Amidst OPEC's impending production cut and Donald Trump's upcoming presidency, the oil markets are rallying from their years-long trough.
In this clip from Industry Focus: Energy, Motley Fool analysts Sean O'Reilly and Taylor Muckerman talk about what midstream energy companies, particularly Kinder Morgan (NYSE:KMI), have to gain from a potentially kinder market climate.
A full transcript follows the video.
This podcast was recorded on Dec. 8, 2016.
Sean O'Reilly: Your specialty is midstream guys. How does this affect Kinder Morgan? Does this all of the sudden make some more attractive? Because obviously everyone is going to be paying their bills.
Muckerman: Yeah, you can renegotiate a little bit more, which the services companies are trying to do, trying to bring those prices back up, because people saw the cost of producing oil go way down. But that's not only because of technological advances, it's also because of concessions from companies like Halliburton and Baker Hughes and Schlumberger. Once they try to recoup that a little bit, you're going to see the cost of producing oil go up a little bit, because it was kind of a handout to keep these companies running during the downturn.
O'Reilly: That's a really good point that I don't think many people are talking about.
Muckerman: Yeah. The cost per barrel of oil is likely to tick up a little because of that, because of these contract renegotiations, because Halliburton and Baker Hughes and Schlumberger, who probably handle the vast majority of oil production and natural gas production in the United States and worldwide over 50%, I would imagine these guys were giving some handouts to keep their customers in business and keep the oil and natural gas flowing. And now it's their turn to say, "All right, we have to mean revert a little bit here price-wise." But, on the midstream side, Kinder Morgan is a company we recommended in our Pro Canada service. It's widely recommended here at The Motley Fool in general. I don't necessarily look at them benefiting from a deregulation side, but if taxes get cut like Donald Trump has said he wants, all the way down to a 15% flat corporate tax, that would be extraordinary. The oil and gas sectors over the past five years have been the most heavily taxed in the United States. You're looking at an effective tax of around 38.7% --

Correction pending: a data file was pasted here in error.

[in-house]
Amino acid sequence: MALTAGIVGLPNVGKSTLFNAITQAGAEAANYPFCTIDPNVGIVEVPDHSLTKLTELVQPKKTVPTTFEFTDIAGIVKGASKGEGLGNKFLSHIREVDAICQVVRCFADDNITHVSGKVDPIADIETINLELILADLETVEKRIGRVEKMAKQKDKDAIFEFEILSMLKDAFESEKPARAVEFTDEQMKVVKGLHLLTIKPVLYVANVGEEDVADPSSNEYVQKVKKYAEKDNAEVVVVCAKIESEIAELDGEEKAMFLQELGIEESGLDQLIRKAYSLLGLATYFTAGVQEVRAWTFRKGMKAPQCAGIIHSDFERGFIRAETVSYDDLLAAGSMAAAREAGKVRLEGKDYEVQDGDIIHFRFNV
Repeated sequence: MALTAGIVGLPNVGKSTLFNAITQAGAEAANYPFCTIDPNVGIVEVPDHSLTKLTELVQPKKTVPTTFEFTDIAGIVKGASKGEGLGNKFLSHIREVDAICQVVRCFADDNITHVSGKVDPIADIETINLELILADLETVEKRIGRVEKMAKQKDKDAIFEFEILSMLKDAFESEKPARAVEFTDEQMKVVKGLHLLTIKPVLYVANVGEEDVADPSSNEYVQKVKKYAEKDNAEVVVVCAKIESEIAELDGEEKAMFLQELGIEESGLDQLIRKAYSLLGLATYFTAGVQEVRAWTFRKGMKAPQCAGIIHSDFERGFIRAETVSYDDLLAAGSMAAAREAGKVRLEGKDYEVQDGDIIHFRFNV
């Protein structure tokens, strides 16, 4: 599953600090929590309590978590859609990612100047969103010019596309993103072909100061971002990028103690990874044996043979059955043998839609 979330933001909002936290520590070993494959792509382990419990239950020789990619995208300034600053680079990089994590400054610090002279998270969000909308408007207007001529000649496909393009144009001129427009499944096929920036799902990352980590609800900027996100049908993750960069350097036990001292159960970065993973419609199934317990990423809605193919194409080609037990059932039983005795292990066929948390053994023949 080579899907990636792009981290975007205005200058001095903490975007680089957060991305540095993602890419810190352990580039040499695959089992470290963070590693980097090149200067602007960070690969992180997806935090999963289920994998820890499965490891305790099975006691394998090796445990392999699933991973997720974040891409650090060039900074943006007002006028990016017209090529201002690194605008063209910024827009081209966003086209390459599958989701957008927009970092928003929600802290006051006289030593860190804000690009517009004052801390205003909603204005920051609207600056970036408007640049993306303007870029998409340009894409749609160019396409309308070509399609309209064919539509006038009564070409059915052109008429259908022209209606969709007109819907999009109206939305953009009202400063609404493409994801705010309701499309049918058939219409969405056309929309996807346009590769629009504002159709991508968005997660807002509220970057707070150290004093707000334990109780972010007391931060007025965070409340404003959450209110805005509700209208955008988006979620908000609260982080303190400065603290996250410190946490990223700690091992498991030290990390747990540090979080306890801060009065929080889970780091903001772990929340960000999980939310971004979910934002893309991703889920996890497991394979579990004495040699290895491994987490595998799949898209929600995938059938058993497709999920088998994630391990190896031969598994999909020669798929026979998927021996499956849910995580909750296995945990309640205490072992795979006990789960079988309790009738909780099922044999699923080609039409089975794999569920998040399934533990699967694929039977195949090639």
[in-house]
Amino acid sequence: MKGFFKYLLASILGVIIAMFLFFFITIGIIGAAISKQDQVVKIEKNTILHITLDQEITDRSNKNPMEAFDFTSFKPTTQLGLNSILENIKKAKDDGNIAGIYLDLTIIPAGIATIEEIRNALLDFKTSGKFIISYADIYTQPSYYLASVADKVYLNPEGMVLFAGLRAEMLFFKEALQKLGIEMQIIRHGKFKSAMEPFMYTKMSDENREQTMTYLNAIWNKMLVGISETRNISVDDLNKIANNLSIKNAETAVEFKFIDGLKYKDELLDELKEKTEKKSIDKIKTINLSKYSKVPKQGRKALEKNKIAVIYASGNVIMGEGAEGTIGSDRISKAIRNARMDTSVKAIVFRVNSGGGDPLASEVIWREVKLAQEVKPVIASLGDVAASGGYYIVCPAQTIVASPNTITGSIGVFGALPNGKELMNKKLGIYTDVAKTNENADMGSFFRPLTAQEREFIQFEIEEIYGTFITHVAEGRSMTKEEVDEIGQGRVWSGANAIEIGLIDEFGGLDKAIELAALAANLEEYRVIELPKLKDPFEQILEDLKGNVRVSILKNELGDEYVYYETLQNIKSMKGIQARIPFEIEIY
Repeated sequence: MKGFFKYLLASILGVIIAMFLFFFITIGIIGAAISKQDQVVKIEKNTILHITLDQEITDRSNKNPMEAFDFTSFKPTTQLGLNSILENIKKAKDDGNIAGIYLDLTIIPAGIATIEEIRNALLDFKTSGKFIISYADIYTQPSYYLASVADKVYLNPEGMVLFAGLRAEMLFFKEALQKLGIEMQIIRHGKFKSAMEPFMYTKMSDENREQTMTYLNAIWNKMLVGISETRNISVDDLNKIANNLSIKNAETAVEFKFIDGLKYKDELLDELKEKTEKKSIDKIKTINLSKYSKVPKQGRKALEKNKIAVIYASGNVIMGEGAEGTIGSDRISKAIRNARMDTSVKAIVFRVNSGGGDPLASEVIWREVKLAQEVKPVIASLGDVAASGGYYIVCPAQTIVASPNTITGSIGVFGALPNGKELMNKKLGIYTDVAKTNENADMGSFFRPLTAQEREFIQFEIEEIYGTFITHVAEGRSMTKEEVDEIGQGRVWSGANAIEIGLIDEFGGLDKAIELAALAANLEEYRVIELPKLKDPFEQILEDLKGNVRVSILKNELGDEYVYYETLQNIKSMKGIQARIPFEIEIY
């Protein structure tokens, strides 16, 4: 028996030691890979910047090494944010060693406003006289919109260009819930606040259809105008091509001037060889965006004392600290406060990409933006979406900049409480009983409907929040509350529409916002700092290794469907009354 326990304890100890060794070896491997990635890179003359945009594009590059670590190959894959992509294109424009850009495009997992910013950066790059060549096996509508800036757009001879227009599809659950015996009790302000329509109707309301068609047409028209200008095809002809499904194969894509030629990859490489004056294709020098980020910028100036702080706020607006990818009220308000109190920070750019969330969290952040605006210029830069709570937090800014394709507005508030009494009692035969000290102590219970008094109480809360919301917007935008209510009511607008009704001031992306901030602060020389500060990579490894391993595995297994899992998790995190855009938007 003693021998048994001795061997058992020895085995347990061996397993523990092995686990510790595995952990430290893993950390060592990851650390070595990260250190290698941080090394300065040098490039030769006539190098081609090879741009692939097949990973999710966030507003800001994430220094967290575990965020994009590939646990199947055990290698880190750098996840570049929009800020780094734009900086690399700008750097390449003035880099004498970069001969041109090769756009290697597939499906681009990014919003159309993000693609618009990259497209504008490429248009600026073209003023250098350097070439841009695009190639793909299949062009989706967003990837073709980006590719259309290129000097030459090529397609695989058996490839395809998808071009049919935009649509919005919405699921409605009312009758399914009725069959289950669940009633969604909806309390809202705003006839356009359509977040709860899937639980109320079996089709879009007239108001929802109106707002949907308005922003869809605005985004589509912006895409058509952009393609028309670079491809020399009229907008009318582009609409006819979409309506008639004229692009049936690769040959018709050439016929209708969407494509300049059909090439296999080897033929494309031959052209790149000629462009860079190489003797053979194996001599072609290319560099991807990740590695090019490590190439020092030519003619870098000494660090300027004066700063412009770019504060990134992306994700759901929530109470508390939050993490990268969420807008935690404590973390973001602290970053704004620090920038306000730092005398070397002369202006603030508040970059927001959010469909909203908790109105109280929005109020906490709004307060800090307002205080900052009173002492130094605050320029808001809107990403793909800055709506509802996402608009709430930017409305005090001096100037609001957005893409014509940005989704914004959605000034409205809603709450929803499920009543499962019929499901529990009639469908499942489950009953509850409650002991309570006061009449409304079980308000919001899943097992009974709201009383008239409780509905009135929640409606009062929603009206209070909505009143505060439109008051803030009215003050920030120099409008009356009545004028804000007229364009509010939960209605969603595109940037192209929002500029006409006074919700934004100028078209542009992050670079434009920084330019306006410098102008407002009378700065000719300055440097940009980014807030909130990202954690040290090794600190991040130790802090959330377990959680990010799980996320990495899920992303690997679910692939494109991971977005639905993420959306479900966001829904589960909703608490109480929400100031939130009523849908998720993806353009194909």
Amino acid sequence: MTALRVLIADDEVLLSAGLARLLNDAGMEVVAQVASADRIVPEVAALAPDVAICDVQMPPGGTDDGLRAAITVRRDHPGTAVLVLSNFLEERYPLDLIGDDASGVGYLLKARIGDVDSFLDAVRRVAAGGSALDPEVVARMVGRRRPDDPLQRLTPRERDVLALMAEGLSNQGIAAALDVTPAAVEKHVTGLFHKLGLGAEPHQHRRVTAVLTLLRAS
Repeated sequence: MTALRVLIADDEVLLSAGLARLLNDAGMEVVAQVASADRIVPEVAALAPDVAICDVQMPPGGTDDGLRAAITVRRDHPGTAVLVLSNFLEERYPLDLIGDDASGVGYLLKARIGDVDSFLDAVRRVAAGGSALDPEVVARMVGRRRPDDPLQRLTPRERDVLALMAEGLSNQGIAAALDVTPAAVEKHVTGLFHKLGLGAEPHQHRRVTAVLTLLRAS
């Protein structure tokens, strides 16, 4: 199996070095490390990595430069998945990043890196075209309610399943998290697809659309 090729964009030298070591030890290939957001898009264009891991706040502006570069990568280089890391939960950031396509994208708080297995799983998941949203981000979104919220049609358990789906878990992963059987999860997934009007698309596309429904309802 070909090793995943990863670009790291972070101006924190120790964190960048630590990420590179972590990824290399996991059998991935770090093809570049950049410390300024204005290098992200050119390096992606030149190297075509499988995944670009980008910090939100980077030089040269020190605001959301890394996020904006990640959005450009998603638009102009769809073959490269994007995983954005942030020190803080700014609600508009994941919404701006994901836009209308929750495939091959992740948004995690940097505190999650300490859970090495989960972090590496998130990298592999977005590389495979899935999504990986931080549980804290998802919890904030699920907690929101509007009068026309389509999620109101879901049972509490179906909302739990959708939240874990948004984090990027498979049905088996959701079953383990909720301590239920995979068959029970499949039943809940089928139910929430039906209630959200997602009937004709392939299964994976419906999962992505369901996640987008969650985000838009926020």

O'Reilly: A little bit higher than 35%.
Muckerman: A little bit higher, yeah. You compare that to biotech at 19%, insurance at 20.2%, and pharmaceuticals at 20.5%. Those three sectors, almost half.
O'Reilly: Just to clarify for the layman, is that basically, they took the entire sectors and said, "What is the total amount the sector paid in taxes? What's the total gross income? And that's the percentage."
Muckerman: Yeah, they take their earnings before taxes and then you apply that, so that's the effective tax rate of those sectors from 2010 to 2015. When you look at insurance, maybe that's why Warren Buffett really didn't care whether or corporate taxes were cut or not because Berkshire 's --
O'Reilly: Aha! The truth comes out!
Muckerman: -- has all those insurance companies under its umbrella. But, with Kinder Morgan in particular, they were the highest taxed last year on an effective tax basis.
O'Reilly: So, that's all the local taxes and the state and all that?
Muckerman: Yeah. So, they're like 73%, international taxes, domestic taxes. If you trim that down to an even more conservative amount, if you take that down to 25%, say, they would have saved an extra $371 million last year, which amounts to about 10% of their long-term debt, which has been a stated goal of theirs to pay down. So, right there, you knock 10% off your long-term debt.
O'Reilly: And that ups your interest coverage ratio, which allows them to increase their dividend.
Muckerman: Yeah, might get their credit rating back up to where it used to be. And yeah, the long-term goal here is to get that dividend back up to where it was before the cut.
O'Reilly: That would help.
Muckerman: Freeing up 10% of your long-term debt to pay down would certainly accelerate that process.
Sean O'Reilly has no position in any stocks mentioned. Taylor Muckerman owns shares of Halliburton. The Motley Fool owns shares of and recommends Berkshire Hathaway (B shares) and Kinder Morgan. The Motley Fool owns shares of Halliburton. Try any of our Foolish newsletter services free for 30 days. We Fools may not all hold the same opinions, but we all believe that considering a diverse range of insights makes us better investors. The Motley Fool has a disclosure policy.